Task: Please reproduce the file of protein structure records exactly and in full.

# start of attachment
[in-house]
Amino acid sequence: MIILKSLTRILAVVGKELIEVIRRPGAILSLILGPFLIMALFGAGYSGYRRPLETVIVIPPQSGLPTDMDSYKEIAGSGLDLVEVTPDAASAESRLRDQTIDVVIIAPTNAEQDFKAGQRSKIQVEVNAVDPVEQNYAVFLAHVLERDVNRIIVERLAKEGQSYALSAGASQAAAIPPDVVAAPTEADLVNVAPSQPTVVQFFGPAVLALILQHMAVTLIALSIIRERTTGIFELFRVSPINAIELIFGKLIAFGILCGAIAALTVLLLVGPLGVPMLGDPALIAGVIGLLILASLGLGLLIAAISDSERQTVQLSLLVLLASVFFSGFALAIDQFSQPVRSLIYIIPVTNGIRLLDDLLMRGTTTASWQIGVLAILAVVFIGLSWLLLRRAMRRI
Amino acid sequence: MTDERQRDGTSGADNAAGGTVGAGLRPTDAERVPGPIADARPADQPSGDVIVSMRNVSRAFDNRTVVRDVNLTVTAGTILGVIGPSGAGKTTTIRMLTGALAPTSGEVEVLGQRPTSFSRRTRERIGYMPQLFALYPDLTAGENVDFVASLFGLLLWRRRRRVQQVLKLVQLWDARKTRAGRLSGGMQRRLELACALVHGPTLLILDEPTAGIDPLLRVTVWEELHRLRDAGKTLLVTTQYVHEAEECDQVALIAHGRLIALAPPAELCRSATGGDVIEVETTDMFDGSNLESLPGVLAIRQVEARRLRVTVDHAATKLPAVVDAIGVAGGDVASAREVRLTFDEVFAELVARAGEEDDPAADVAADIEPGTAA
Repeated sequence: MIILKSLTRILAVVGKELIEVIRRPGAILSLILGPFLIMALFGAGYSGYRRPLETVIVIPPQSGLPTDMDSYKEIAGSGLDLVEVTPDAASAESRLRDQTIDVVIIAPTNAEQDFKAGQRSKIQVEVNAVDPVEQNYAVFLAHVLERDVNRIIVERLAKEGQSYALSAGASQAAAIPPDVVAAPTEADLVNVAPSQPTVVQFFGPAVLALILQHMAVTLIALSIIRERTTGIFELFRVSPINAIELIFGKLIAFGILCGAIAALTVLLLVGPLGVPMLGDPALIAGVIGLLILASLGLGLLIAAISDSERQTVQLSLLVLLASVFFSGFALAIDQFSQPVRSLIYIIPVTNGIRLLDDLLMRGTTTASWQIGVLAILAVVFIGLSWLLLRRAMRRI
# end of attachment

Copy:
[in-house]
Amino acid sequence: MIILKSLTRILAVVGKELIEVIRRPGAILSLILGPFLIMALFGAGYSGYRRPLETVIVIPPQSGLPTDMDSYKEIAGSGLDLVEVTPDAASAESRLRDQTIDVVIIAPTNAEQDFKAGQRSKIQVEVNAVDPVEQNYAVFLAHVLERDVNRIIVERLAKEGQSYALSAGASQAAAIPPDVVAAPTEADLVNVAPSQPTVVQFFGPAVLALILQHMAVTLIALSIIRERTTGIFELFRVSPINAIELIFGKLIAFGILCGAIAALTVLLLVGPLGVPMLGDPALIAGVIGLLILASLGLGLLIAAISDSERQTVQLSLLVLLASVFFSGFALAIDQFSQPVRSLIYIIPVTNGIRLLDDLLMRGTTTASWQIGVLAILAVVFIGLSWLLLRRAMRRI
Amino acid sequence: MTDERQRDGTSGADNAAGGTVGAGLRPTDAERVPGPIADARPADQPSGDVIVSMRNVSRAFDNRTVVRDVNLTVTAGTILGVIGPSGAGKTTTIRMLTGALAPTSGEVEVLGQRPTSFSRRTRERIGYMPQLFALYPDLTAGENVDFVASLFGLLLWRRRRRVQQVLKLVQLWDARKTRAGRLSGGMQRRLELACALVHGPTLLILDEPTAGIDPLLRVTVWEELHRLRDAGKTLLVTTQYVHEAEECDQVALIAHGRLIALAPPAELCRSATGGDVIEVETTDMFDGSNLESLPGVLAIRQVEARRLRVTVDHAATKLPAVVDAIGVAGGDVASAREVRLTFDEVFAELVARAGEEDDPAADVAADIEPGTAA
Repeated sequence: MIILKSLTRILAVVGKELIEVIRRPGAILSLILGPFLIMALFGAGYSGYRRPLETVIVIPPQSGLPTDMDSYKEIAGSGLDLVEVTPDAASAESRLRDQTIDVVIIAPTNAEQDFKAGQRSKIQVEVNAVDPVEQNYAVFLAHVLERDVNRIIVERLAKEGQSYALSAGASQAAAIPPDVVAAPTEADLVNVAPSQPTVVQFFGPAVLALILQHMAVTLIALSIIRERTTGIFELFRVSPINAIELIFGKLIAFGILCGAIAALTVLLLVGPLGVPMLGDPALIAGVIGLLILASLGLGLLIAAISDSERQTVQLSLLVLLASVFFSGFALAIDQFSQPVRSLIYIIPVTNGIRLLDDLLMRGTTTASWQIGVLAILAVVFIGLSWLLLRRAMRRI